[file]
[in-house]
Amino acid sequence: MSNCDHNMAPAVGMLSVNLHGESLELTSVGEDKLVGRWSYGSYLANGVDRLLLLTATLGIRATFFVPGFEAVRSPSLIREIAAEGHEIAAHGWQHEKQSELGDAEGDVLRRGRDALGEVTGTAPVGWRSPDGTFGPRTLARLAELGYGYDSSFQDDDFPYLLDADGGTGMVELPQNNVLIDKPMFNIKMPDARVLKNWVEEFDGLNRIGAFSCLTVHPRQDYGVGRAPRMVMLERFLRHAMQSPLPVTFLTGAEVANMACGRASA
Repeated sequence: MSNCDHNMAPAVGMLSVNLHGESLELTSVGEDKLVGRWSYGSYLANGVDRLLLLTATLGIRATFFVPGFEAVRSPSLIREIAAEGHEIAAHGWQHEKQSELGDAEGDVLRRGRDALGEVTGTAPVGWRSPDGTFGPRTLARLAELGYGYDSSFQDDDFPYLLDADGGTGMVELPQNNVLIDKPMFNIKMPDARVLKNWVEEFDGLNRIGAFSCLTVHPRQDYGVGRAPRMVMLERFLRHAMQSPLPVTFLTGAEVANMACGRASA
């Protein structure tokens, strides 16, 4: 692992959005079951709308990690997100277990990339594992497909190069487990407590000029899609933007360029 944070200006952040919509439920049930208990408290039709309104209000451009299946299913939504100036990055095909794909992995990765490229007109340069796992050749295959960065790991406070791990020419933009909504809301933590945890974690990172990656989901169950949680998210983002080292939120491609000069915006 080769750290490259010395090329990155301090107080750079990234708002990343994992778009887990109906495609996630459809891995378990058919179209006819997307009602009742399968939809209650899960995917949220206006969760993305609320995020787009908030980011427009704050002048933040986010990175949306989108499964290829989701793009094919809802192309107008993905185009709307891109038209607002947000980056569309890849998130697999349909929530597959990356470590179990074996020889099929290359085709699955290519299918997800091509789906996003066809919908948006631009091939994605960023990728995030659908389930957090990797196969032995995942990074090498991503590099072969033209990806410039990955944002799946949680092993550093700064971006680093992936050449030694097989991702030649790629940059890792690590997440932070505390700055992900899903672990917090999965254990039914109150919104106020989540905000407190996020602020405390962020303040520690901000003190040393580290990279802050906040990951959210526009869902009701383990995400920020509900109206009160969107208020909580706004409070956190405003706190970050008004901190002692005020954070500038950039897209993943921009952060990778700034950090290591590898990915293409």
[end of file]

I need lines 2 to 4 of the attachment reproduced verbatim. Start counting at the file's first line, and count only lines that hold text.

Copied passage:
Amino acid sequence: MSNCDHNMAPAVGMLSVNLHGESLELTSVGEDKLVGRWSYGSYLANGVDRLLLLTATLGIRATFFVPGFEAVRSPSLIREIAAEGHEIAAHGWQHEKQSELGDAEGDVLRRGRDALGEVTGTAPVGWRSPDGTFGPRTLARLAELGYGYDSSFQDDDFPYLLDADGGTGMVELPQNNVLIDKPMFNIKMPDARVLKNWVEEFDGLNRIGAFSCLTVHPRQDYGVGRAPRMVMLERFLRHAMQSPLPVTFLTGAEVANMACGRASA
Repeated sequence: MSNCDHNMAPAVGMLSVNLHGESLELTSVGEDKLVGRWSYGSYLANGVDRLLLLTATLGIRATFFVPGFEAVRSPSLIREIAAEGHEIAAHGWQHEKQSELGDAEGDVLRRGRDALGEVTGTAPVGWRSPDGTFGPRTLARLAELGYGYDSSFQDDDFPYLLDADGGTGMVELPQNNVLIDKPMFNIKMPDARVLKNWVEEFDGLNRIGAFSCLTVHPRQDYGVGRAPRMVMLERFLRHAMQSPLPVTFLTGAEVANMACGRASA
């Protein structure tokens, strides 16, 4: 692992959005079951709308990690997100277990990339594992497909190069487990407590000029899609933007360029 944070200006952040919509439920049930208990408290039709309104209000451009299946299913939504100036990055095909794909992995990765490229007109340069796992050749295959960065790991406070791990020419933009909504809301933590945890974690990172990656989901169950949680998210983002080292939120491609000069915006 080769750290490259010395090329990155301090107080750079990234708002990343994992778009887990109906495609996630459809891995378990058919179209006819997307009602009742399968939809209650899960995917949220206006969760993305609320995020787009908030980011427009704050002048933040986010990175949306989108499964290829989701793009094919809802192309107008993905185009709307891109038209607002947000980056569309890849998130697999349909929530597959990356470590179990074996020889099929290359085709699955290519299918997800091509789906996003066809919908948006631009091939994605960023990728995030659908389930957090990797196969032995995942990074090498991503590099072969033209990806410039990955944002799946949680092993550093700064971006680093992936050449030694097989991702030649790629940059890792690590997440932070505390700055992900899903672990917090999965254990039914109150919104106020989540905000407190996020602020405390962020303040520690901000003190040393580290990279802050906040990951959210526009869902009701383990995400920020509900109206009160969107208020909580706004409070956190405003706190970050008004901190002692005020954070500038950039897209993943921009952060990778700034950090290591590898990915293409």